Code Ann. 88-3204 provides, "The proceedings and records of committees as described in the foregoing provisions of this Chapter, shall not be subject to discovery or introduction into evidence in any civil action against a provider of professional health services arising out of the matters which are the subject of evaluation and review by such committee, and no person who was in attendance at a meeting of such committee shall be permitted or required to testify in any such civil action as to any evidence or other matters produced or presented during the proceedings of such committee or as to any findings, recommendations, evaluations, opinions, or other actions of such committee or any members thereof. However, information, documents, or records otherwise available from original sources are not to be construed as immune from discovery or use in any such civil action merely because they were presented during proceedings of such committee, nor should any person who testifies before such committee or who is a member of such committee be prevented from testifying as to matters within his knowledge, but the said witness cannot be asked about his testimony before such a committee or opinions formed by him as a result of said committee hearings."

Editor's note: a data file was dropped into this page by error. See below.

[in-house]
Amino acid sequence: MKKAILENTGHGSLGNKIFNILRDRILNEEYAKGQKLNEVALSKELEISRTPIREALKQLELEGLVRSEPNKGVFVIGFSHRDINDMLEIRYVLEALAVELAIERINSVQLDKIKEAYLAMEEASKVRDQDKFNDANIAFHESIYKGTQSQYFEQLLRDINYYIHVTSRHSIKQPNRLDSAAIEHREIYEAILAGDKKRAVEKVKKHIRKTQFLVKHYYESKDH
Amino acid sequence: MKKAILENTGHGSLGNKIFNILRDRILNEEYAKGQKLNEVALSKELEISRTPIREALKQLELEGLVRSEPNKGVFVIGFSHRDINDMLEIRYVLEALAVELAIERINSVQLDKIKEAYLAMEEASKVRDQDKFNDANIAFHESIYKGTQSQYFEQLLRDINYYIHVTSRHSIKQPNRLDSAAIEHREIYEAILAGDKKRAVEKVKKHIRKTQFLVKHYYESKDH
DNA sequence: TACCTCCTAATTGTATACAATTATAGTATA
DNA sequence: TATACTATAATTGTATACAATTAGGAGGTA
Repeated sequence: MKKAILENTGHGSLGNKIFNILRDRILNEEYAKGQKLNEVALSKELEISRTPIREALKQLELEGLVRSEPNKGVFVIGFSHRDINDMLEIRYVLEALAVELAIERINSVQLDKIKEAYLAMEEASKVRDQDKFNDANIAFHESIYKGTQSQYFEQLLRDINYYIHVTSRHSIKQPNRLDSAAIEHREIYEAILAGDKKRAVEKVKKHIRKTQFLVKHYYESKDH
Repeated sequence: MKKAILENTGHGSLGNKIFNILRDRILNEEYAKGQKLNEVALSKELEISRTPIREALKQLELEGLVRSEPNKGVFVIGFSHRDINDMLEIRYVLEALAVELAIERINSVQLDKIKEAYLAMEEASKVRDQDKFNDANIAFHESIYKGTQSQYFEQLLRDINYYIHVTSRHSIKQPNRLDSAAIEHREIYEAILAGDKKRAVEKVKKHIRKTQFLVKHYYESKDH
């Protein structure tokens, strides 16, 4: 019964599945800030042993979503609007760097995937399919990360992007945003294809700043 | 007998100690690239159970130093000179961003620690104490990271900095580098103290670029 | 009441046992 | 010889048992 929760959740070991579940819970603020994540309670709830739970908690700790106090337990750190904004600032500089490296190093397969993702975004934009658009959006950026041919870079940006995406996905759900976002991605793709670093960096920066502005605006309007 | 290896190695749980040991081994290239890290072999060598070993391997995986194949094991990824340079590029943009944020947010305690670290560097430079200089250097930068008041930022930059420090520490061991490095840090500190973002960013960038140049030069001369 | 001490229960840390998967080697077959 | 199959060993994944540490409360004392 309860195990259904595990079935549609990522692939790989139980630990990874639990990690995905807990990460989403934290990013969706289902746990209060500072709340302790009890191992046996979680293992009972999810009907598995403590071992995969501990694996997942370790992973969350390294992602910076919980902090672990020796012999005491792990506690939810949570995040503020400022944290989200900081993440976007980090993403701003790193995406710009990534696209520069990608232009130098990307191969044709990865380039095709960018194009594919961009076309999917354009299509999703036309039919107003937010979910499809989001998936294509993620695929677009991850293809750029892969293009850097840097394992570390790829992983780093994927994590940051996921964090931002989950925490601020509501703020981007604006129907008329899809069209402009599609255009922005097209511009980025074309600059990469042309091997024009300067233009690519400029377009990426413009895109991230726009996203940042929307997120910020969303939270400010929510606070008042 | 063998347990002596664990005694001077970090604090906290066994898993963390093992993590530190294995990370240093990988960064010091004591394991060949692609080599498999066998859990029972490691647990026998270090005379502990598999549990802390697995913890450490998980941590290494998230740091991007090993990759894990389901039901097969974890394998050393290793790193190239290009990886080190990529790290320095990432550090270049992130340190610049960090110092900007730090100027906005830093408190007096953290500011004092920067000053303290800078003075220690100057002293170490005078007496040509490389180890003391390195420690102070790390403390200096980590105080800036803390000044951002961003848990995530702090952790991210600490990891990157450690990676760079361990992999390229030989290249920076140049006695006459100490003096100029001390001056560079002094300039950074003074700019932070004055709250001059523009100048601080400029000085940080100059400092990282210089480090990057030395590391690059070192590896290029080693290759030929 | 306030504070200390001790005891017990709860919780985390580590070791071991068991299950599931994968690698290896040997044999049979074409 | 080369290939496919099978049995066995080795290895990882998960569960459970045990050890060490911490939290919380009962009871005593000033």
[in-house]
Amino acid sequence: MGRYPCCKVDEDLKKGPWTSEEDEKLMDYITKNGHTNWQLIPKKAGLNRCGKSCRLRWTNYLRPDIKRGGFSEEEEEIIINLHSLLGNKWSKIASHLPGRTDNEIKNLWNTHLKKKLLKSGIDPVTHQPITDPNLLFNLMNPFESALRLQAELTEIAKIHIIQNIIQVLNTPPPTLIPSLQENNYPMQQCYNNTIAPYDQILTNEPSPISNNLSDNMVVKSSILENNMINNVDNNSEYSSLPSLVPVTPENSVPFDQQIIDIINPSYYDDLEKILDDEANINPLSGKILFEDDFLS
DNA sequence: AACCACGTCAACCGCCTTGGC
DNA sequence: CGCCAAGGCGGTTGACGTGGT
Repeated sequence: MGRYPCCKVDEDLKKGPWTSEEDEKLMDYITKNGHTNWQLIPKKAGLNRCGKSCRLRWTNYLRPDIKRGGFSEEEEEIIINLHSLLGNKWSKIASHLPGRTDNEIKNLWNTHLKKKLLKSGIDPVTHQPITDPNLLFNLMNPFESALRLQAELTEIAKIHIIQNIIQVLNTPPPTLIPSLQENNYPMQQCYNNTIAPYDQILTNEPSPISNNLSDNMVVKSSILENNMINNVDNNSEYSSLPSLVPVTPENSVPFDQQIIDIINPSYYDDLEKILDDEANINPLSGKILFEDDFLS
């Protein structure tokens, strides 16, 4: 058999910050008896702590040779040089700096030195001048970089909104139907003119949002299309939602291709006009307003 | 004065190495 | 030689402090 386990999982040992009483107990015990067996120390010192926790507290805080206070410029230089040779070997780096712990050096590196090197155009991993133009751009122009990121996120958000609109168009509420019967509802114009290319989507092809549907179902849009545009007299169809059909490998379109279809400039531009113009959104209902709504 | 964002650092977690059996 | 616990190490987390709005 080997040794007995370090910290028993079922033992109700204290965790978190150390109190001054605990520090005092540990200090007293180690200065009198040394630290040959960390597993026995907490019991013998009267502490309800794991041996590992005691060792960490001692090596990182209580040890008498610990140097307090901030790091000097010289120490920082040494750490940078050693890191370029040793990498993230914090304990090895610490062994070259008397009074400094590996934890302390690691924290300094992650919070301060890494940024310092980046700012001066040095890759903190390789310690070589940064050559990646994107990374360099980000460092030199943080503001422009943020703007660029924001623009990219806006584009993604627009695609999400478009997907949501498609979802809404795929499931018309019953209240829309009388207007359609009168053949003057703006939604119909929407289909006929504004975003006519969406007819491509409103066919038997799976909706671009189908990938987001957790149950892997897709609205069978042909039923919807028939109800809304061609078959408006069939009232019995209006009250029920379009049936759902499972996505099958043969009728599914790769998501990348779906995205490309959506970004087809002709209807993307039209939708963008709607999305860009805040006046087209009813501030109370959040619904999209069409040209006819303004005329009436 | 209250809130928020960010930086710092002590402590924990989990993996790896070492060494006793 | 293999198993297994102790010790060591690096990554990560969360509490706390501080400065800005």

3. The purpose for the establishment of hospital medical review committees is to foster the delivery of quality health care services by providing a method for the in-house review of clinical work performed in the hospital. See Code Ann. 88-3201. A hospital must establish some such method of reviewing clinical work performed therein in order to be accredited by the Joint Commission on Accreditation of Hospitals. See Joint Commission on Accreditation of Hospitals, Accreditation Manual for Hospitals, p. 186 (1973). Matchett v. Superior Court, 40 Cal. App. 3d 623 (115 Cal. Rptr. 317) (1974).